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Traditional Inspiration: The Origin of Modern Quilts

With all the talk in the quilting world these days about modern quilting, it might be fun to take a look at how some modern quilts are inspired by tradition.

Let’s explore modern quilts’ tradition inspiration!

Gaggle of Geese quilt

Photo via Craftsy member Janice Ryan

All of today’s modern quilts have their roots in the traditional world of quilting. Whether the block design, the setting of the blocks, fabrics or the method of construction, the choices we make today as quilters are the same choices quilters from generations past also made.

Get the Gaggle of Geese quilt pattern here.

Blocks

Diamond Patch Quilt Pattern

Photo via DianaBeaubien

Classic blocks are often instantly recognized. The nine patch is a perfect example of a traditional block. It may have been around for centuries, but it is still popular among today’s quilters. This example shows the nine patch sewn in bright happy colors that reflect today’s popular choices. It is also updated by the fact that the nine patch is not repeated in every row, but only in one row just next to the border. A fun twist on a very traditional block that is perfect for sewing up today.

Get the Diamond Quilt Patch pattern here.

Settings

Medallion JoyPhoto via Craftsy member V_BumbleBeans 

Medallion quilts, row quilts, straight set or on point settings have also been around for almost as long as quilters have been stitching tiny pieces of fabric together. In years past, medallion quilts were one way for a quilter to show off some of her very prized fabrics, or feature some fancy stitches and piecing. Today, a medallion quilt can do the same thing with contemporary fabrics and modern techniques. Modern quilters didn’t come up with way of arranging blocks, but we sure have found lots of ways to make an age old setting, appropriate to our lives now.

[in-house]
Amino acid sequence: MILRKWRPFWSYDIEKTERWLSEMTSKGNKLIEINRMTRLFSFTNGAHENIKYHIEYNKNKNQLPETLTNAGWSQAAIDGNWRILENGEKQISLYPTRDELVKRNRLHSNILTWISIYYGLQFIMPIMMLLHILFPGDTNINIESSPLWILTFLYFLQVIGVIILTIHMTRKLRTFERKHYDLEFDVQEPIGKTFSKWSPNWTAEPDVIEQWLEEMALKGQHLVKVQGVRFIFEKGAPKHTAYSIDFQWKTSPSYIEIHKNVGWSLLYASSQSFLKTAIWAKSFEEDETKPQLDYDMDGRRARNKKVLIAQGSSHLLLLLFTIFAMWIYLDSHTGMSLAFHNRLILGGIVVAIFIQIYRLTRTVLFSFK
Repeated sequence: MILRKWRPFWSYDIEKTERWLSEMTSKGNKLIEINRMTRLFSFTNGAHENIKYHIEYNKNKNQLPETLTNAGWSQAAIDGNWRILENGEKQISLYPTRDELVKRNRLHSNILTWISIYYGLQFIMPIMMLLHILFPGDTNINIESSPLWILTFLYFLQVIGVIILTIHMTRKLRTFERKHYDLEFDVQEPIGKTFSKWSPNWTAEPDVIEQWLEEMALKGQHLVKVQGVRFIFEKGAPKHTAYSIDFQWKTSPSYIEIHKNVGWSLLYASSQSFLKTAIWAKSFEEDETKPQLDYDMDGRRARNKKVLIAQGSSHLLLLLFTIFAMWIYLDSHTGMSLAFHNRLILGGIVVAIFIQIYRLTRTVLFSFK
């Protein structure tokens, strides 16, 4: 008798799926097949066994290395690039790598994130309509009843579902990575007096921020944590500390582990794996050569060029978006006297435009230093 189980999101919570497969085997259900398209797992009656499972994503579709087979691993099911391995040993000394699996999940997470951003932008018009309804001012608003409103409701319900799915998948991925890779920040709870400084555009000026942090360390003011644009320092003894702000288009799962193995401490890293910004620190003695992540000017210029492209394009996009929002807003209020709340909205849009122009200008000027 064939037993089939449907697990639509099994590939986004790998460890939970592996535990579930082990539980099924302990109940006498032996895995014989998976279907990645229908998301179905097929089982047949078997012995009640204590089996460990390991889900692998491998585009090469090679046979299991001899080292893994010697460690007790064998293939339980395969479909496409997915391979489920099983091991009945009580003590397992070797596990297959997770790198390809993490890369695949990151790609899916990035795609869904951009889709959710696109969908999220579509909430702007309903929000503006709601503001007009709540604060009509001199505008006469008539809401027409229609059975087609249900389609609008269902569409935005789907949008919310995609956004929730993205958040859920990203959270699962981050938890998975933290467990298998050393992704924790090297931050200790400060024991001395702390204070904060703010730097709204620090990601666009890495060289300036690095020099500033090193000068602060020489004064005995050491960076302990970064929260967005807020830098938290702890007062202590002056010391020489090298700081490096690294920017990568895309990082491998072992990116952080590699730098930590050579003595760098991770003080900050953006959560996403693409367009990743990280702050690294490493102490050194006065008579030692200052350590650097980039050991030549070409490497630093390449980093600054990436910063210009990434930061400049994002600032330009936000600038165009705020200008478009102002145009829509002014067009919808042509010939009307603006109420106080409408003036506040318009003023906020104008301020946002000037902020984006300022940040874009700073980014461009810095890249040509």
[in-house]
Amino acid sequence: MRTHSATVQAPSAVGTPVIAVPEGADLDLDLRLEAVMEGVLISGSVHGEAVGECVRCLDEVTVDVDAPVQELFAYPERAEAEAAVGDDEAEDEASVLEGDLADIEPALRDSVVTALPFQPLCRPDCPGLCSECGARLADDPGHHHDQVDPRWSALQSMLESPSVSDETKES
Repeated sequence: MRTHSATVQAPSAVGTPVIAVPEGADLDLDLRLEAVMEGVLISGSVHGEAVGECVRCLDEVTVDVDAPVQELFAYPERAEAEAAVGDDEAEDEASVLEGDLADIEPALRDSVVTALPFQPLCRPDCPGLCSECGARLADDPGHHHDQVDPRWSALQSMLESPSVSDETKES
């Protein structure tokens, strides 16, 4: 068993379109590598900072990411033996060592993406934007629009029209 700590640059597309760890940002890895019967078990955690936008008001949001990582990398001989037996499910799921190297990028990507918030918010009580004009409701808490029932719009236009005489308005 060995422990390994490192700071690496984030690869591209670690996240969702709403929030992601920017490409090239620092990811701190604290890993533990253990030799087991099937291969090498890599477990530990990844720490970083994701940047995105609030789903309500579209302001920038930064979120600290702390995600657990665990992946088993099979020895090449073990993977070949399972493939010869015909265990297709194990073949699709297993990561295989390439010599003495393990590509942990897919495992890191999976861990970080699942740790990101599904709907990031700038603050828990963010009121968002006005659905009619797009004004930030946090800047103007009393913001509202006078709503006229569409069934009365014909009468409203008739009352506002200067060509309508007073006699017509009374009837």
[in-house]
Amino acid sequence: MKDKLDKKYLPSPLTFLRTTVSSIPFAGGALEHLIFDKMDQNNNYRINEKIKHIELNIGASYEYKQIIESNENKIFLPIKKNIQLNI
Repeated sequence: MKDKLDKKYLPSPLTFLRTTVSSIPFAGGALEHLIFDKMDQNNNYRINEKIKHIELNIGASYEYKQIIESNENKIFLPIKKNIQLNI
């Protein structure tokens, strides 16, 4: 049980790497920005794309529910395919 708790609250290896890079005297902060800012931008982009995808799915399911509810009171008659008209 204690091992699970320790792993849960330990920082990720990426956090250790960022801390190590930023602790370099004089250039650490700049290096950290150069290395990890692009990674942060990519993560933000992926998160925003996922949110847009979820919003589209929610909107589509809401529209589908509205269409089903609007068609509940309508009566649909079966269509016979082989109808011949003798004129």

Get the Medallion Joy quilt pattern here.

Fabrics

Tsunami Giant Storm at Sea

Photo via Craftsy member Deonn

Making do, using scraps, recycling clothing and making the most of limited fabrics was the foundation of many quilts from the early days of quilting in America. Today’s quilters are just as creative, and often as frugal as our stitching sisters from the frontier. While we may be able to drive to the fabric store any time we like, reusing fabrics from old clothes, or recycling previously used fabric is a very rewarding challenge. Whether we just want to recycle, or we want to incorporate special memories, reusing fabrics is another way quilters today have found to update our stitches.

Get the Tsunami quilt pattern here.

Technique

Friends Care

Photo via Craftsy member Sindy R

Many modern quilters love to hand appliqué with needle turn or other traditional methods and for those that don’t, amazing products are available to make this technique super quick and easy. Fusible products allow us to simply cut and iron on any shape we choose. This allows us to achieve a similar look to the handwork done by past generations. Aren’t we lucky to have both the technology of today and the inspiration of the past? Maybe this modern movement in the quilting world is a little more traditional that we though.

Get the Friends Care quilt pattern here.

If you are ready to get started, but you’re not sure where to begin, Craftsy has just the class for you!

Online Quilting Class

traditional blocks

Learn innovative techniques for cutting and assembling four classic quilt blocks.Enroll Now »

4 Comments

Kathy

I was taught how to make quilts by my family since 1990 and included my 4children to hand stitch the quilts. Every Sunday they would quilt to Classical music.

Reply
Marion melligan

I really enjoyed seeing pictures of your quilts. I,m not too familiar with I pads or computers ,just the basics. I quilt a little bit daily,but give away to my large family.

Reply
Nancy

so is there a pattern for the Flying Geese circular quilt at the top? I am really liking that one.

Reply
Trudi

There is a link below the picture of the quilt that takes you to where you can purchase the pattern

Reply

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